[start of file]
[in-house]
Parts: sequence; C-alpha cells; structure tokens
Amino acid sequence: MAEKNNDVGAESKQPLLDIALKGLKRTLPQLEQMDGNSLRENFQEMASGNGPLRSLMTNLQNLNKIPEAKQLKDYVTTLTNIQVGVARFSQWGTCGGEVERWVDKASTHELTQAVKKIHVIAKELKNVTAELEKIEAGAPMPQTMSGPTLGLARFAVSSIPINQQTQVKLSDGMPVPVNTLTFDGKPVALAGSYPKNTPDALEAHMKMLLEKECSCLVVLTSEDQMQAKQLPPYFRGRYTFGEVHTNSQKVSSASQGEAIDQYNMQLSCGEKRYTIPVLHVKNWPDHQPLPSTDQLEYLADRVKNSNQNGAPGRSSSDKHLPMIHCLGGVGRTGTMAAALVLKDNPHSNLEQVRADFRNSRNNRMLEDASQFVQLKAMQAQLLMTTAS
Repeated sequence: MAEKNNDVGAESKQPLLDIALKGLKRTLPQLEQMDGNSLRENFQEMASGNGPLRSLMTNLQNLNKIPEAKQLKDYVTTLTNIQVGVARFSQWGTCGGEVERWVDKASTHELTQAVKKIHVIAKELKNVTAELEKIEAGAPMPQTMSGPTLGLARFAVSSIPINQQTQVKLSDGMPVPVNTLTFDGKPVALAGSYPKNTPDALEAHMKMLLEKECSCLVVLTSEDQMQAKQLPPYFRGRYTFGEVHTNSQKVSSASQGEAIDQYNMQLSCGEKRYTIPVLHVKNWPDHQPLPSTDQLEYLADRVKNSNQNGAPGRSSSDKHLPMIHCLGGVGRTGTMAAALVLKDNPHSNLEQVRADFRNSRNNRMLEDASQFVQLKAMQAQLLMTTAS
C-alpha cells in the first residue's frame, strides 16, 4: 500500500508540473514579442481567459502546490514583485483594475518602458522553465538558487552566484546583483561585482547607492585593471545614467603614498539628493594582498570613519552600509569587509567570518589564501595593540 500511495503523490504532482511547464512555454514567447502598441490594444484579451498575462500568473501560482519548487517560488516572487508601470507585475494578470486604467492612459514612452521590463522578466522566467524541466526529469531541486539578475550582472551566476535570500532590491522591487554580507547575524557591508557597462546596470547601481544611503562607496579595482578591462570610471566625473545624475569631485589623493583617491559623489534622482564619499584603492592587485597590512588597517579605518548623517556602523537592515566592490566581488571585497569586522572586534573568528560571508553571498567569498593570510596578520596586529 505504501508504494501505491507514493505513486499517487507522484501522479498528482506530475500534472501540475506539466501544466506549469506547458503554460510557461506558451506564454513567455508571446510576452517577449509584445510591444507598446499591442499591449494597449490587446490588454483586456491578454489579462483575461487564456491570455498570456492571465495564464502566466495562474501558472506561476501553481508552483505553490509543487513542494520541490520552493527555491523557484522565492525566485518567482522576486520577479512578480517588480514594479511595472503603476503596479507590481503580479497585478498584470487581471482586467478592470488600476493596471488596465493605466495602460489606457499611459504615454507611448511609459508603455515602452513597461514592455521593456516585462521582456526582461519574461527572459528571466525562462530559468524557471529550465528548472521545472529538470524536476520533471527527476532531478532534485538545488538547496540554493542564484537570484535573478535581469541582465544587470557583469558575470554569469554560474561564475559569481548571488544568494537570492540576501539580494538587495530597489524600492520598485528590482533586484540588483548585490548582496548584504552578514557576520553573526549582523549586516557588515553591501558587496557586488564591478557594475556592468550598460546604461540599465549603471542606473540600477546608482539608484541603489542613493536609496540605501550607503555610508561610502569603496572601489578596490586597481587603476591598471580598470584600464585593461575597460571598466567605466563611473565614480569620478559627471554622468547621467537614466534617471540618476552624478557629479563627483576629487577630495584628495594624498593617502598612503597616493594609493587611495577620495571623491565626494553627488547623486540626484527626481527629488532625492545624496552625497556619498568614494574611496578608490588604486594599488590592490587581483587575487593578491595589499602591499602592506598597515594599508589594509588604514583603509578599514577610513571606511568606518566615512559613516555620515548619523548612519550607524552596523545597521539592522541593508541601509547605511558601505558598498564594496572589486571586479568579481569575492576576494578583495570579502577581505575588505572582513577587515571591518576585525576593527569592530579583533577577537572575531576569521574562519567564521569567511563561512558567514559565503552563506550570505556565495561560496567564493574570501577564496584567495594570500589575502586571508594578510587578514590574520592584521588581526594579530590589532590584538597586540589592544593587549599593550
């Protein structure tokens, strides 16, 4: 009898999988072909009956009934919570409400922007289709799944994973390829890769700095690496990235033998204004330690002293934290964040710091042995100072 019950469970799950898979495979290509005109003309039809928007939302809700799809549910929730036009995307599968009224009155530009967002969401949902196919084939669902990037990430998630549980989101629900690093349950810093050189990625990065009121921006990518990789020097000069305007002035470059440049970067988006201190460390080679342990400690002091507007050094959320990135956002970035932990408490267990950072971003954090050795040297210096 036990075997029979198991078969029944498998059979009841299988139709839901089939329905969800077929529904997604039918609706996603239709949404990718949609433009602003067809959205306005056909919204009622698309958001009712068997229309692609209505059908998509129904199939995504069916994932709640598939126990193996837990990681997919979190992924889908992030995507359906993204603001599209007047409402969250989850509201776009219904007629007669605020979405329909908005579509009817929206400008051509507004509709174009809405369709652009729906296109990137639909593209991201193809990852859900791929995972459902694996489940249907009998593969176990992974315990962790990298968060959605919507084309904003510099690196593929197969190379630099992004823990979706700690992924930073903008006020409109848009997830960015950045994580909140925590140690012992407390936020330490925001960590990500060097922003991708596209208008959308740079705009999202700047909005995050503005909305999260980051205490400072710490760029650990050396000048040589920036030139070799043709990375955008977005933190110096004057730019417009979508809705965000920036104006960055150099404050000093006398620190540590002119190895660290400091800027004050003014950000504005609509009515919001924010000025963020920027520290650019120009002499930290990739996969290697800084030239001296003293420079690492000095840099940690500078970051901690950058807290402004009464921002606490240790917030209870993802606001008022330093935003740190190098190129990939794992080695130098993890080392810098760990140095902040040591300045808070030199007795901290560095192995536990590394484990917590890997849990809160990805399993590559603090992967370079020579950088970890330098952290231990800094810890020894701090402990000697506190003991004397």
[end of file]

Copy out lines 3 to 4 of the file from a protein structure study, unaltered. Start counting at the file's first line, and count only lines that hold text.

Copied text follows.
Amino acid sequence: MAEKNNDVGAESKQPLLDIALKGLKRTLPQLEQMDGNSLRENFQEMASGNGPLRSLMTNLQNLNKIPEAKQLKDYVTTLTNIQVGVARFSQWGTCGGEVERWVDKASTHELTQAVKKIHVIAKELKNVTAELEKIEAGAPMPQTMSGPTLGLARFAVSSIPINQQTQVKLSDGMPVPVNTLTFDGKPVALAGSYPKNTPDALEAHMKMLLEKECSCLVVLTSEDQMQAKQLPPYFRGRYTFGEVHTNSQKVSSASQGEAIDQYNMQLSCGEKRYTIPVLHVKNWPDHQPLPSTDQLEYLADRVKNSNQNGAPGRSSSDKHLPMIHCLGGVGRTGTMAAALVLKDNPHSNLEQVRADFRNSRNNRMLEDASQFVQLKAMQAQLLMTTAS
Repeated sequence: MAEKNNDVGAESKQPLLDIALKGLKRTLPQLEQMDGNSLRENFQEMASGNGPLRSLMTNLQNLNKIPEAKQLKDYVTTLTNIQVGVARFSQWGTCGGEVERWVDKASTHELTQAVKKIHVIAKELKNVTAELEKIEAGAPMPQTMSGPTLGLARFAVSSIPINQQTQVKLSDGMPVPVNTLTFDGKPVALAGSYPKNTPDALEAHMKMLLEKECSCLVVLTSEDQMQAKQLPPYFRGRYTFGEVHTNSQKVSSASQGEAIDQYNMQLSCGEKRYTIPVLHVKNWPDHQPLPSTDQLEYLADRVKNSNQNGAPGRSSSDKHLPMIHCLGGVGRTGTMAAALVLKDNPHSNLEQVRADFRNSRNNRMLEDASQFVQLKAMQAQLLMTTAS